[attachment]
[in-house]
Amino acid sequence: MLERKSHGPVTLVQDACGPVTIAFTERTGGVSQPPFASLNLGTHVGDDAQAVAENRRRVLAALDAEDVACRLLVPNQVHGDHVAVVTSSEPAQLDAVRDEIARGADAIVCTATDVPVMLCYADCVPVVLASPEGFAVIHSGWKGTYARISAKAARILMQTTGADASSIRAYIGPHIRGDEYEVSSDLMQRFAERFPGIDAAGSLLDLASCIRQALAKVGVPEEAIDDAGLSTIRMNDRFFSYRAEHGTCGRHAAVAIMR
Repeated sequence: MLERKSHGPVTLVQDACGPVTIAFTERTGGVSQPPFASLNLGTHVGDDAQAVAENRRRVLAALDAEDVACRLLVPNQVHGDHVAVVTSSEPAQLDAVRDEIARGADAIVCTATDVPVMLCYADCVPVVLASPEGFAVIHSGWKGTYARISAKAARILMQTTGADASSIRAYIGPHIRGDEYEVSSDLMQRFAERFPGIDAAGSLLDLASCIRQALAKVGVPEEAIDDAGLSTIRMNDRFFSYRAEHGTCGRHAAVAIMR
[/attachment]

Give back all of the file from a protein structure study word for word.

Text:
[in-house]
Amino acid sequence: MLERKSHGPVTLVQDACGPVTIAFTERTGGVSQPPFASLNLGTHVGDDAQAVAENRRRVLAALDAEDVACRLLVPNQVHGDHVAVVTSSEPAQLDAVRDEIARGADAIVCTATDVPVMLCYADCVPVVLASPEGFAVIHSGWKGTYARISAKAARILMQTTGADASSIRAYIGPHIRGDEYEVSSDLMQRFAERFPGIDAAGSLLDLASCIRQALAKVGVPEEAIDDAGLSTIRMNDRFFSYRAEHGTCGRHAAVAIMR
Repeated sequence: MLERKSHGPVTLVQDACGPVTIAFTERTGGVSQPPFASLNLGTHVGDDAQAVAENRRRVLAALDAEDVACRLLVPNQVHGDHVAVVTSSEPAQLDAVRDEIARGADAIVCTATDVPVMLCYADCVPVVLASPEGFAVIHSGWKGTYARISAKAARILMQTTGADASSIRAYIGPHIRGDEYEVSSDLMQRFAERFPGIDAAGSLLDLASCIRQALAKVGVPEEAIDDAGLSTIRMNDRFFSYRAEHGTCGRHAAVAIMR